Internet Fandom and (Self) Gatekeeping

There are very few media franchises that I identify as a fan of. This isn’t because there aren’t plenty of things I enjoy, but because in the age of the internet, my perceived barrier to fandom has become incredibly high.

I was reminded of this recently while watching a recent episode of Um, Actually, a YouTube game show (I guess technically it’s a game show) that tests participants’ knowledge of minutia in various nerdy lore. I was surprised that none of the contestants were able to answer a question about Game of Thrones correctly, when I knew the answer before the host had even finished reading it. The subject of the question is directly referenced in the TV show, and possibly in the books as well (but I don’t remember for sure), so the question was not about some tiny detail hidden in the depths of Game of Thrones mythopoeia, it was about a prominent part of the series’ world building.

I’ve read the books, and I watched the first few seasons of the Game of Thrones TV series, but I lost interest and stopped following it somewhere in the 3rd or 4th season. Hence, I would not consider myself a Game of Thrones fan. It’s possible I’d maintain this distinction even without the internet, since I know plenty of people who participate in watch parties every Sunday night when new episodes are airing, but with the internet, I definitely couldn’t consider myself a “real fan”. Being aware of communities full of people devoting seemingly endless hours to dissecting the series’ content and creating content of their own makes my having read the books and knowing the answer to a trivia question seem inconsequential in comparison.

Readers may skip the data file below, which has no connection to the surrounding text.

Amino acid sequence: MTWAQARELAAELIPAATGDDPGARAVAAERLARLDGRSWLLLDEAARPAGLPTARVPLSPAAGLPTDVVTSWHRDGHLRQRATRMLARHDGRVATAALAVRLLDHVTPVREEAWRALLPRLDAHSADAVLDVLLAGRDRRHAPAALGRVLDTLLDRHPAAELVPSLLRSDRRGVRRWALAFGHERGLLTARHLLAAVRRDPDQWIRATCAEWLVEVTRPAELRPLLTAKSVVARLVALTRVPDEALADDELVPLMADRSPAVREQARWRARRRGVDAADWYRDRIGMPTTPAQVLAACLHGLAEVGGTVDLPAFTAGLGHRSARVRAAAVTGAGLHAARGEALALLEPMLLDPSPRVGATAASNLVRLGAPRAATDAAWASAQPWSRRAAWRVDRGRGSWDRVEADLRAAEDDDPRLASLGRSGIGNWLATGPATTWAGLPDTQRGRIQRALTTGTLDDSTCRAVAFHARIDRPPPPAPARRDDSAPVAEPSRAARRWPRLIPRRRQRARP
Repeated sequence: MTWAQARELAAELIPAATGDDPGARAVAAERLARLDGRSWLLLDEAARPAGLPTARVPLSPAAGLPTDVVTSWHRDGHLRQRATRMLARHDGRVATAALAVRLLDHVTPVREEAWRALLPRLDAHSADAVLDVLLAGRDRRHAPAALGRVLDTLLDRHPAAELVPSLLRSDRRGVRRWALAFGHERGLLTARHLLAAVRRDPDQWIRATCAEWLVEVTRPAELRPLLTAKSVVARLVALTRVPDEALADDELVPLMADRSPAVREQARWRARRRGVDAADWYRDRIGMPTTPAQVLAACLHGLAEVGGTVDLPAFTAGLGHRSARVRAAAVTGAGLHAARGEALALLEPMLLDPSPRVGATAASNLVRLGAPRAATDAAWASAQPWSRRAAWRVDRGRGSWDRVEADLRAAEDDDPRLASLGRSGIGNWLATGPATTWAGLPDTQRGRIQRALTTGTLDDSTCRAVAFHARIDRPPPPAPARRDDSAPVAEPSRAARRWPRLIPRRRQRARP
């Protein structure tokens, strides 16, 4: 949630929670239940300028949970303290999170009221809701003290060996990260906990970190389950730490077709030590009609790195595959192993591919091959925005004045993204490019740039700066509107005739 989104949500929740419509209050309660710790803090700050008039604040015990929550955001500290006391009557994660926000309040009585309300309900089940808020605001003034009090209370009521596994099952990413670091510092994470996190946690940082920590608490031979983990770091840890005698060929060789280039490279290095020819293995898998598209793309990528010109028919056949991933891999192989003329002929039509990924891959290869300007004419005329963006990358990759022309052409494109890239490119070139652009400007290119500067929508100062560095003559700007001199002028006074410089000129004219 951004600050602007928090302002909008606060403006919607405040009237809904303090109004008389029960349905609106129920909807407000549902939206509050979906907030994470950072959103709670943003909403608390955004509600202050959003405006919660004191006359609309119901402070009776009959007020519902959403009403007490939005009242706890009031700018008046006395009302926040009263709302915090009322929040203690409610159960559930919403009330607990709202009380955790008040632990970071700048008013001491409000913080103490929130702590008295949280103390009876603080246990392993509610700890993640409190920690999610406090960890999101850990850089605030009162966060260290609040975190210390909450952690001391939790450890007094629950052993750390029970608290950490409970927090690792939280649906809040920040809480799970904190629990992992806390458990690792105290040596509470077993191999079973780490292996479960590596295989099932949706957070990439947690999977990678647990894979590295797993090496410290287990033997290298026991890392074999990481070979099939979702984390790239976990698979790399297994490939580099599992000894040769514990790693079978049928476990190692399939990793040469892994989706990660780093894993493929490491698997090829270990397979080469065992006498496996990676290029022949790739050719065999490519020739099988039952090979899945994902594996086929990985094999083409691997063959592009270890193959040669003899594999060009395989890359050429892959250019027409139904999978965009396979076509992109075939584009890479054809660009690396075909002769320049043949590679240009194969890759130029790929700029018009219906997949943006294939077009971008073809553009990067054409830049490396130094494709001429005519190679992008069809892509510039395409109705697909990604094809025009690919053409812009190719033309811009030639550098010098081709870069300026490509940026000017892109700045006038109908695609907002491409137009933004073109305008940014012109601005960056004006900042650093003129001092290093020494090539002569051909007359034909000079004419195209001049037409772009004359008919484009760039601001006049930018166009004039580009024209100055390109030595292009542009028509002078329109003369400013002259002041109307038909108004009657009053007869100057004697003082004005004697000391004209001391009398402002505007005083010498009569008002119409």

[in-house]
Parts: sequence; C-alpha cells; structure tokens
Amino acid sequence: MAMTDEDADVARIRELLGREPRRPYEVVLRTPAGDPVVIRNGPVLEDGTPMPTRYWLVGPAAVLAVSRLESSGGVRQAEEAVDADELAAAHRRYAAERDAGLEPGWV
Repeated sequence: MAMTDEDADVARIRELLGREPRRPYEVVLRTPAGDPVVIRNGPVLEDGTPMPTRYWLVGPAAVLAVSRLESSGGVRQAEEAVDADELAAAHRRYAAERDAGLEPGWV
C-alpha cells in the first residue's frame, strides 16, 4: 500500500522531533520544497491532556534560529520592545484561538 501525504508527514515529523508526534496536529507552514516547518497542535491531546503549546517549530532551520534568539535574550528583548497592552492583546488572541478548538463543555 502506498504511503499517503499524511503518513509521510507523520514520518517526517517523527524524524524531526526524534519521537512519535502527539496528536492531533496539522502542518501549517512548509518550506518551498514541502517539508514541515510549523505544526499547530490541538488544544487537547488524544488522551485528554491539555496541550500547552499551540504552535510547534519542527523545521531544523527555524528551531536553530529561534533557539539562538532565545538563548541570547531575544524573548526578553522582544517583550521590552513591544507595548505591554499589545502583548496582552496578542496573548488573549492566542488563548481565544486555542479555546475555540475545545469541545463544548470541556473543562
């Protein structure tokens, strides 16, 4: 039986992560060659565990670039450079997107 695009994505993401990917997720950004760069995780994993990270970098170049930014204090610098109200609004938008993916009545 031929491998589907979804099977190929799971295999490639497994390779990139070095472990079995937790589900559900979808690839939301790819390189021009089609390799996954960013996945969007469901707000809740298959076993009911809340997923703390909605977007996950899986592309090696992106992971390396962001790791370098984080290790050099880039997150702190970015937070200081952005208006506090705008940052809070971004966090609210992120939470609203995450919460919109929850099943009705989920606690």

The internet also reminds me of the knowledge (/obsession) that I lack about things I do consider myself a fan of. For example, it would be hard to deny that I’m a fan of Rocket League, but I don’t think I’d be able to make it through the end of this Rocket League specific game show, and I know very little about the eSports (that is, professional competitive play) side of Rocket League.

Maybe others would gatekeep me from Rocket League fandom, but there’s no doubt in my mind that I’m a real fan.

I don’t really have a point to make about this phenomenon or a statement to make about whether I think it’s good or bad. It’s just something I’ve observed about myself and how I relate to media and the communities that are out there on the internet. All the more power to those who consider themselves fans of all sorts of games, movies, books, and shows, but the depths of all the fandoms out there make it hard for me to count myself as part of more than just a few.

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